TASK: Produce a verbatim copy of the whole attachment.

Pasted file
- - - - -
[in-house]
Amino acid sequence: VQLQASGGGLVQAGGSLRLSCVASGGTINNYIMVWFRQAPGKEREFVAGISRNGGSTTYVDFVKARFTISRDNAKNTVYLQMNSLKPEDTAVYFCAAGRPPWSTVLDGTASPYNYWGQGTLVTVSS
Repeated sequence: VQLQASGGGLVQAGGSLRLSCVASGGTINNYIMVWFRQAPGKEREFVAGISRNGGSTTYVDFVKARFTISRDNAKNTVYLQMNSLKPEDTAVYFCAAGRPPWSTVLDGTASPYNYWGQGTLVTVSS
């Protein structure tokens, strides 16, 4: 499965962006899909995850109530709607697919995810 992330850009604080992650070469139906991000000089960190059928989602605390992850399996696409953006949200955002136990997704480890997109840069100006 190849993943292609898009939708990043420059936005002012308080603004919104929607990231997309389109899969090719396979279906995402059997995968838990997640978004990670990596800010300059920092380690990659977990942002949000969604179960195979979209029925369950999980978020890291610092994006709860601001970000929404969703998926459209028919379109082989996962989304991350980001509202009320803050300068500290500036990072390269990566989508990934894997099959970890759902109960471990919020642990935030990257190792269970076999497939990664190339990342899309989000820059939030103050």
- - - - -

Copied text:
[in-house]
Amino acid sequence: VQLQASGGGLVQAGGSLRLSCVASGGTINNYIMVWFRQAPGKEREFVAGISRNGGSTTYVDFVKARFTISRDNAKNTVYLQMNSLKPEDTAVYFCAAGRPPWSTVLDGTASPYNYWGQGTLVTVSS
Repeated sequence: VQLQASGGGLVQAGGSLRLSCVASGGTINNYIMVWFRQAPGKEREFVAGISRNGGSTTYVDFVKARFTISRDNAKNTVYLQMNSLKPEDTAVYFCAAGRPPWSTVLDGTASPYNYWGQGTLVTVSS
């Protein structure tokens, strides 16, 4: 499965962006899909995850109530709607697919995810 992330850009604080992650070469139906991000000089960190059928989602605390992850399996696409953006949200955002136990997704480890997109840069100006 190849993943292609898009939708990043420059936005002012308080603004919104929607990231997309389109899969090719396979279906995402059997995968838990997640978004990670990596800010300059920092380690990659977990942002949000969604179960195979979209029925369950999980978020890291610092994006709860601001970000929404969703998926459209028919379109082989996962989304991350980001509202009320803050300068500290500036990072390269990566989508990934894997099959970890759902109960471990919020642990935030990257190792269970076999497939990664190339990342899309989000820059939030103050």